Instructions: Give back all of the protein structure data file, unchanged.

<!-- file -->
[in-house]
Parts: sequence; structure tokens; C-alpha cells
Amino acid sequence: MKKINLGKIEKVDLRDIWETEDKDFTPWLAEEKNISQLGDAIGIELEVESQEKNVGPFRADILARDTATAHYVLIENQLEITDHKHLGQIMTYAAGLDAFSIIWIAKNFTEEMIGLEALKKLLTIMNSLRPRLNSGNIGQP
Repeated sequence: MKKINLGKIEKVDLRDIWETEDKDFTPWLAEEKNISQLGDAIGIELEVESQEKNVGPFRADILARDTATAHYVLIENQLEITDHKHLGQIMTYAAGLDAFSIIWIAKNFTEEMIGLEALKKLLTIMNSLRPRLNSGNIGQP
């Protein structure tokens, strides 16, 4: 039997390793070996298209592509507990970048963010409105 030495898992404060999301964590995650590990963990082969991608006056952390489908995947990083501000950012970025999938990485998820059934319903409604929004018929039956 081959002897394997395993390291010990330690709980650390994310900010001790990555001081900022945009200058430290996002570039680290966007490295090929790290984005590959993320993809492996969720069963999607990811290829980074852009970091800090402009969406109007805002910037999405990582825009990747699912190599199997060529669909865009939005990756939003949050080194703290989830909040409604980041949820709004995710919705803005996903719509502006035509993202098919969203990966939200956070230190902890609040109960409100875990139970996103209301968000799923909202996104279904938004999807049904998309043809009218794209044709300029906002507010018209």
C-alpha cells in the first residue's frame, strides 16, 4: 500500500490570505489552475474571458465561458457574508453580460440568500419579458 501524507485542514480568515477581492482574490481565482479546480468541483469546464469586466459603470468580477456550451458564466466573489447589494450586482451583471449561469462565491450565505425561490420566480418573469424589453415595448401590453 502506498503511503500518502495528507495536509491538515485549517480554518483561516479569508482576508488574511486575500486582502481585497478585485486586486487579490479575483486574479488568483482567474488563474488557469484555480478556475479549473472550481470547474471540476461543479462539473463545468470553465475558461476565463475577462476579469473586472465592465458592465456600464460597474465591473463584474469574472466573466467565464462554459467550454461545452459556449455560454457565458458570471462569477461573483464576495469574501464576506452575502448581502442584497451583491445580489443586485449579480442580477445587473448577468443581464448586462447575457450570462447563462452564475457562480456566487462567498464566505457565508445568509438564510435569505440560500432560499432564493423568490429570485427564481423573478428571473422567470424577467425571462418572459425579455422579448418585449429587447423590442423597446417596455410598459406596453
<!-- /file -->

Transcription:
[in-house]
Parts: sequence; structure tokens; C-alpha cells
Amino acid sequence: MKKINLGKIEKVDLRDIWETEDKDFTPWLAEEKNISQLGDAIGIELEVESQEKNVGPFRADILARDTATAHYVLIENQLEITDHKHLGQIMTYAAGLDAFSIIWIAKNFTEEMIGLEALKKLLTIMNSLRPRLNSGNIGQP
Repeated sequence: MKKINLGKIEKVDLRDIWETEDKDFTPWLAEEKNISQLGDAIGIELEVESQEKNVGPFRADILARDTATAHYVLIENQLEITDHKHLGQIMTYAAGLDAFSIIWIAKNFTEEMIGLEALKKLLTIMNSLRPRLNSGNIGQP
């Protein structure tokens, strides 16, 4: 039997390793070996298209592509507990970048963010409105 030495898992404060999301964590995650590990963990082969991608006056952390489908995947990083501000950012970025999938990485998820059934319903409604929004018929039956 081959002897394997395993390291010990330690709980650390994310900010001790990555001081900022945009200058430290996002570039680290966007490295090929790290984005590959993320993809492996969720069963999607990811290829980074852009970091800090402009969406109007805002910037999405990582825009990747699912190599199997060529669909865009939005990756939003949050080194703290989830909040409604980041949820709004995710919705803005996903719509502006035509993202098919969203990966939200956070230190902890609040109960409100875990139970996103209301968000799923909202996104279904938004999807049904998309043809009218794209044709300029906002507010018209």
C-alpha cells in the first residue's frame, strides 16, 4: 500500500490570505489552475474571458465561458457574508453580460440568500419579458 501524507485542514480568515477581492482574490481565482479546480468541483469546464469586466459603470468580477456550451458564466466573489447589494450586482451583471449561469462565491450565505425561490420566480418573469424589453415595448401590453 502506498503511503500518502495528507495536509491538515485549517480554518483561516479569508482576508488574511486575500486582502481585497478585485486586486487579490479575483486574479488568483482567474488563474488557469484555480478556475479549473472550481470547474471540476461543479462539473463545468470553465475558461476565463475577462476579469473586472465592465458592465456600464460597474465591473463584474469574472466573466467565464462554459467550454461545452459556449455560454457565458458570471462569477461573483464576495469574501464576506452575502448581502442584497451583491445580489443586485449579480442580477445587473448577468443581464448586462447575457450570462447563462452564475457562480456566487462567498464566505457565508445568509438564510435569505440560500432560499432564493423568490429570485427564481423573478428571473422567470424577467425571462418572459425579455422579448418585449429587447423590442423597446417596455410598459406596453